Event to Celebrate Restored Mac Institute

June 17, 2009 - News Release

The University of Guelph will celebrate the completion of the Macdonald Institute restoration with a special event during Alumni Weekend. The Saturday morning ceremony will commemorate the renewal of one of the oldest buildings on campus and recognize key donors.

It runs from 8:30 to 10: 30 a.m. on the front lawn of the Macdonald Institute and will include a short program, building tours and the unveiling of an updated donor board. Alumni, faculty, staff, students and community members are invited to attend.

“It’s been a privilege to lead this transformative process,” said Alun Joseph, dean of the College of Social and Applied Human Sciences.

Macdonald Institute was founded in 1903 by Adelaide Hoodless and Sir William Macdonald to educate women and improve social and economic conditions in rural Canada.

By the mid-1950s, the institute was the premier home economics school in North America. It became one of the three founding colleges of the University of Guelph in 1964. As part of a modern research university, it transformed itself into the College of Family and Consumer Studies in 1970. In 1998, the college amalgamated with the College of Social Science to create the College of Social and Applied Human Sciences.

More than $6.5 million has been dedicated to restoration initiatives since renewal efforts began in 2002. This support was leveraged by the initial leadership and contributions of private donors, including about 1,100 graduates donating more than $750,000 to the project.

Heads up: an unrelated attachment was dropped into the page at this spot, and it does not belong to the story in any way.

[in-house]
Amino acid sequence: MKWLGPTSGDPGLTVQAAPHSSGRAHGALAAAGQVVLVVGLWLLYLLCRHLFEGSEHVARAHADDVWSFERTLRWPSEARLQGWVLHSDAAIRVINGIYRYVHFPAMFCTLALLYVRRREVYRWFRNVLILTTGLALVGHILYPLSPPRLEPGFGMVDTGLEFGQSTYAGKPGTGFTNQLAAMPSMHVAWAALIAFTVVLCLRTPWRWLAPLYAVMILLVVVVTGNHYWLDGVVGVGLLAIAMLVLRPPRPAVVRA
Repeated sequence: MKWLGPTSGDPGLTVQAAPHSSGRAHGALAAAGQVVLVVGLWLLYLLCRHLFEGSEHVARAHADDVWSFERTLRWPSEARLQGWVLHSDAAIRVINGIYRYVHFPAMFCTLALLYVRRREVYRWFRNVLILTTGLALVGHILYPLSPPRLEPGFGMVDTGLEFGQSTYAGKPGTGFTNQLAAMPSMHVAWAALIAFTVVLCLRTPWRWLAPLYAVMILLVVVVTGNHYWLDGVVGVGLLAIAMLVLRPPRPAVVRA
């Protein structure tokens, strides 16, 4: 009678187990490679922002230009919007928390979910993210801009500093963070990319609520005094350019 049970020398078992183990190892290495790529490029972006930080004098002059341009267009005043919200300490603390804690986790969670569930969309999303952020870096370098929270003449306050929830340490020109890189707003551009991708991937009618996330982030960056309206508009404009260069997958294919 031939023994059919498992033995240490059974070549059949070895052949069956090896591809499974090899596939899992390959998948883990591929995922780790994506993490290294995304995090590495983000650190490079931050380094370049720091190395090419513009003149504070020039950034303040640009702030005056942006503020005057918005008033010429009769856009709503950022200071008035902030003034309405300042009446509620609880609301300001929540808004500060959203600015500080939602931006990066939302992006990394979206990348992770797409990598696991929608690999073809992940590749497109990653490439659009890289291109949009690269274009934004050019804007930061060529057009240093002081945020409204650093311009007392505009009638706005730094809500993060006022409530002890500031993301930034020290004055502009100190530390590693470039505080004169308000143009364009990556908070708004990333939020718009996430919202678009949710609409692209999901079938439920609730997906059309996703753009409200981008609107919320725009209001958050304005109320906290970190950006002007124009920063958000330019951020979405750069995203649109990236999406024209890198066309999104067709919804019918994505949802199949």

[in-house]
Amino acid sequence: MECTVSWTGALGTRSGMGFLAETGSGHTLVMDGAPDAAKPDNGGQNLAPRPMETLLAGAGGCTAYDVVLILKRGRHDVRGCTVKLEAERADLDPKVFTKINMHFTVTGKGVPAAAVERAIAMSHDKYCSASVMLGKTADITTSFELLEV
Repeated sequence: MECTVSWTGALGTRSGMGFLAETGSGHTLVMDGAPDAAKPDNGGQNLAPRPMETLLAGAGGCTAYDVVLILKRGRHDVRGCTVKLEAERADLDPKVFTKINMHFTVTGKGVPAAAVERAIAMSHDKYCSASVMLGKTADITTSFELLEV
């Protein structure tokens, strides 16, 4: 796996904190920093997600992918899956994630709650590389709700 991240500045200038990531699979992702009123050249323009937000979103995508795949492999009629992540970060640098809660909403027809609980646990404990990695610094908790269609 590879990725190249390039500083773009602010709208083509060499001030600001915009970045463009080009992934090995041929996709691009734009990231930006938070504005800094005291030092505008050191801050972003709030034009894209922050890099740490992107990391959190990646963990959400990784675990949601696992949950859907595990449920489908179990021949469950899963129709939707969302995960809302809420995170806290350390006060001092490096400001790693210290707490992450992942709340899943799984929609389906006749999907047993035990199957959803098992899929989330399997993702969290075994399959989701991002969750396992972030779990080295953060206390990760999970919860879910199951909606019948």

“In addition to the obvious impact on the fabric of the building, efforts associated with the Macdonald Institute restoration have contributed to building new and deeper relationships with college alumni,” Joseph said.

Key restoration projects include the Frances A. Stretton Classroom, named after the project’s top individual donor, the ceremonial staircase and stained-glass windows, the refurbishment of the portico and the creation of the Heritage Room, which is designed to showcase how the space might have looked in 1903.

Historically significant paintings were also restored, and there was the surprise discovery of a stained-glass skylight that was hidden by drop ceilings for decades. The building’s flooring, wainscoting, electrical features, parapets and roofing were also updated.

The restoration will have a positive impact on U of G students, said Jessie-Ann Baines, president of the CSAHS Student Alliance. “It will provide students with the opportunity to appreciate the heritage of the University in one of its most historical buildings while utilizing modern and upgraded facilities.”

For media questions, contact U of G Communications and Public Affairs: Lori Bona Hunt, Ext. 53338 lhunt@uoguelph.ca, or Barry Gunn, Ext. 56982 bagunn@uoguelph.ca.

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